Despite the President's action, completely nullifying the voting rights and other legislative prerogatives vested by the Constitution in the House, including the Petitioners, the courts below ruled that the Petitioners lacked standing. In explanation of their rulings, the district judge observed that, "legislative remedies were still available to them," 997 F. Supp. at 39, while the Court of Appeals wrote that, "[i]t is uncontested that the Congress could terminate the AHRI were a sufficient number in each House so inclined." 181 F.3d at 116. But a vote to terminate an action unilaterally taken by the President is not the same vote as one concerning whether to take action in the first place. Nor is "consideration" of a measure, after that measure has been given the force of law, the same as consideration of that same measure before it became law.
C. Raines v. Byrd Does Not Apply Here.
The courts below claimed that Raines v. Byrd, supra, dictated their rulings that a vote to repeal is the constitutional equivalent to a vote to initiate. That is not correct.
In Raines, no member of Congress was denied his constitutionally-guaranteed right to vote on the Line Item Veto Act before it became a law. The Act began as a Bill in Congress, not as an Executive Order in the White House. Thus, it was Congress, not the President, which took the initial legislative action to diminish its own powers. 521 U.S. at 813. That is why this Court concluded in Raines that the complaining Senators' and Representatives' "votes were given full effect. They simply lost that vote." Id., at 824.
But the Petitioners here were not on the losing side of a vote in Congress. By issuing Executive Order 13061, the President bypassed Congress completely. Unlike Raines, then, this is not a "mere intra-parliamentary controversy." 307 U.S. at 441.
Indeed, the dispute here is not even arguably an intra-legislative controversy, as was the case in Coleman. Unlike the Lieutenant Governor in Coleman, the President does not have a "vote" in either house of Congress. By the terms of Article II, Section 3 of the Constitution, the President only has a right to recommend a legislative measure before a vote and, by the terms of Article I, Section 7, he only has the right to approve or disapprove a legislative bill or other action after a vote. He cannot intrude into the legislative process any other way. If he does, he certainly usurps the rights of individual Members of Congress such as Petitioners who, in turn, have legal standing to vindicate "an institutional injury," because each one has "a plain, direct and adequate interest in maintaining the effectiveness of their votes." Coleman v. Miller, supra, 307 U.S. at 438.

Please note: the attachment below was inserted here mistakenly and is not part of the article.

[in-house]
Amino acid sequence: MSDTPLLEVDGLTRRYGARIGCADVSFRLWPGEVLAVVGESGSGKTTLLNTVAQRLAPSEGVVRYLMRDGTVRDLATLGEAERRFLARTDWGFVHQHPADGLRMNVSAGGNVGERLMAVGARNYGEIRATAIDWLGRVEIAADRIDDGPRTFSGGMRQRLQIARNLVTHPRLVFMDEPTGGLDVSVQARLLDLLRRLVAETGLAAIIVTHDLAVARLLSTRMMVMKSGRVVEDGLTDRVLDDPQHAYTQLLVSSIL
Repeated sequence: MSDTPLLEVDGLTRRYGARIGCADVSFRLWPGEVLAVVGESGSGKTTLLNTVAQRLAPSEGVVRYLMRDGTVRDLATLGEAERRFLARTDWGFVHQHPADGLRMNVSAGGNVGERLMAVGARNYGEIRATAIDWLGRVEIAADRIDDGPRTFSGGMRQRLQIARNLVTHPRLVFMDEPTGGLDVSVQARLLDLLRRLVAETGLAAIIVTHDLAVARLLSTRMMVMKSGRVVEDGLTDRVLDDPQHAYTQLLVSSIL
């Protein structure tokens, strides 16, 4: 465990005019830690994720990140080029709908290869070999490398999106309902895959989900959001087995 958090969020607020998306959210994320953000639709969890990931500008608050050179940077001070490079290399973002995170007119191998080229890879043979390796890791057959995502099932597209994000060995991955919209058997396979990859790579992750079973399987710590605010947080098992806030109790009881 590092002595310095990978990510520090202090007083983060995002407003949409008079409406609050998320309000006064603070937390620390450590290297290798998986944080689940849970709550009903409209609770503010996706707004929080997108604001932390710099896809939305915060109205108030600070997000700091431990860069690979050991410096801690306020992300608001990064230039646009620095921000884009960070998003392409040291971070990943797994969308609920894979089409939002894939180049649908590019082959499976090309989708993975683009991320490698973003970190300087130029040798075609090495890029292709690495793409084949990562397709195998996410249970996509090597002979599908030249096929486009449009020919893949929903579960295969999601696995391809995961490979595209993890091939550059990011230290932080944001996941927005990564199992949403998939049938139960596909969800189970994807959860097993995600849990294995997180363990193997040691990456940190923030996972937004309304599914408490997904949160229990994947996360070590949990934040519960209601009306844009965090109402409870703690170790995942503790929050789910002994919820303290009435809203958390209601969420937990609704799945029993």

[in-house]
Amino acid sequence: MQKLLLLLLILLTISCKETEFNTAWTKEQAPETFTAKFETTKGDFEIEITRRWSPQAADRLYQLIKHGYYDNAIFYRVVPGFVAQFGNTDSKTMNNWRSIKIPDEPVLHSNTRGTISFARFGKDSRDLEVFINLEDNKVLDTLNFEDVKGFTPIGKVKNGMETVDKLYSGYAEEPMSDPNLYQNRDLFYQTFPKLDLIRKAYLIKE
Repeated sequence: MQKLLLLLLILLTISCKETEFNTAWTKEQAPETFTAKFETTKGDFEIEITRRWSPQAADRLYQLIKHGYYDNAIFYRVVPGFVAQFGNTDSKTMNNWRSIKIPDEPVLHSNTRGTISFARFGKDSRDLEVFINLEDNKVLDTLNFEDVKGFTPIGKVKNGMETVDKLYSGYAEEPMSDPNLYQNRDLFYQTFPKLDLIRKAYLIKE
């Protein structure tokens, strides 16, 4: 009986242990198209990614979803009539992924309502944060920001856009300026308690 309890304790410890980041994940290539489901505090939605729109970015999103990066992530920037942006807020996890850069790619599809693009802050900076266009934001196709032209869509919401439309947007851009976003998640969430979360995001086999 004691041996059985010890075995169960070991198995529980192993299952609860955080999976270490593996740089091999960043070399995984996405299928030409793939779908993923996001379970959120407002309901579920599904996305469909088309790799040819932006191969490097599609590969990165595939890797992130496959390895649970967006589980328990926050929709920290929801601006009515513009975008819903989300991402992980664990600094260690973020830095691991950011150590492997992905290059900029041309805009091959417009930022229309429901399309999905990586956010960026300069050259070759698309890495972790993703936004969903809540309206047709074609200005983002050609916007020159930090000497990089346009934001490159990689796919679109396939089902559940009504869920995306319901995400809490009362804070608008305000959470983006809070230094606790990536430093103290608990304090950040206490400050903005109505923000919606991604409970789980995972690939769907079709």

D. The People's Representatives, Like the People, Have Standing to Protect Their Right to Vote.
Should this Court turn its back on the rule in Coleman, then, it would have to reject not only the "controlling authorities" of Hawke v. Smith, 253 U.S. 221 (1920), and Leser v. Garnett, 258 U.S. 130 (1922) (as Chief Justice Hughes pointed out in Coleman, 307 U.S. at 438-41), but also a long line of cases from Colegrove v. Green, 328 U.S. 549 (1946) to Baker v. Carr, 369 U.S. 186, 206-08 (1962). For nearly 80 years this Court has held that a "citizen and elector" has standing to assert a claim that his right to vote has been unconstitutionally impaired. Contrary to the assertions of the courts below, legal standing of the people's representative, like that of the citizen/elector, does not require a claim of diminished voting power in relation to a specific piece of legislation. See Raines v. Byrd, supra, 521 U.S. at 837 (Stevens, J., dissenting).
For standing, it is enough that the complaint is rooted in the denial of specific constitutional procedural guarantees vesting a right to vote in the people's elected representatives as Members of Congress.
II. THE COURTS BELOW DECIDED THE STANDING QUESTION IN CONFLICT WITH ARTICLE III, SECTION 2 OF THE CONSTITUTION.
A. The Law of the Constitution Governs.
The real issue in this case is whether the Petitioners have legal standing under the Law of the Constitution. Yet the Court of Appeals below never even mentioned the applicable constitutional text, much less analyzed it. Although the district court referred to the text once, it explained its decision solely on the basis of this Court's and the Court of Appeals' precedent without any analysis of the relevant constitutional text.
Although this Court's opinions, as well as the opinions of other courts, "are held in the highest regard," they should not be mistaken as the Law of the Constitution. Rather, as Sir William Blackstone stated so well, "the law, and the opinion of the judge are not always convertible terms, or one and the same thing; since it sometimes may happen that the judge may mistake the law." I Blackstone, Commentaries on the Laws of England 71 (1765) (emphasis original.)
This rule -- that the law and court opinions are not interchangeable terms -- was well understood and applied in the first case in which this Court ruled an Act of Congress unconstitutional. In Marbury v. Madison, 5 U.S. (1 Cranch) 137, 180 (1803), Chief Justice John Marshall wrote that "a law repugnant to the constitution is void; and that courts, as well as other departments, are bound by that instrument." (Emphasis added.) This followed, the Chief Justice reasoned, not only from the very nature of a written constitution, but from the language of Article VI, which states that "this Constitution ... shall be the Supreme Law of the Land ... and [t]he Senators and Representatives ... and all executive and judicial Officers, shall be bound by Oath or Affirmation, to support this Constitution...." Had the courts below examined the relevant constitutional text, they would have ruled that the Law of the Constitution confirms that the Petitioners have standing.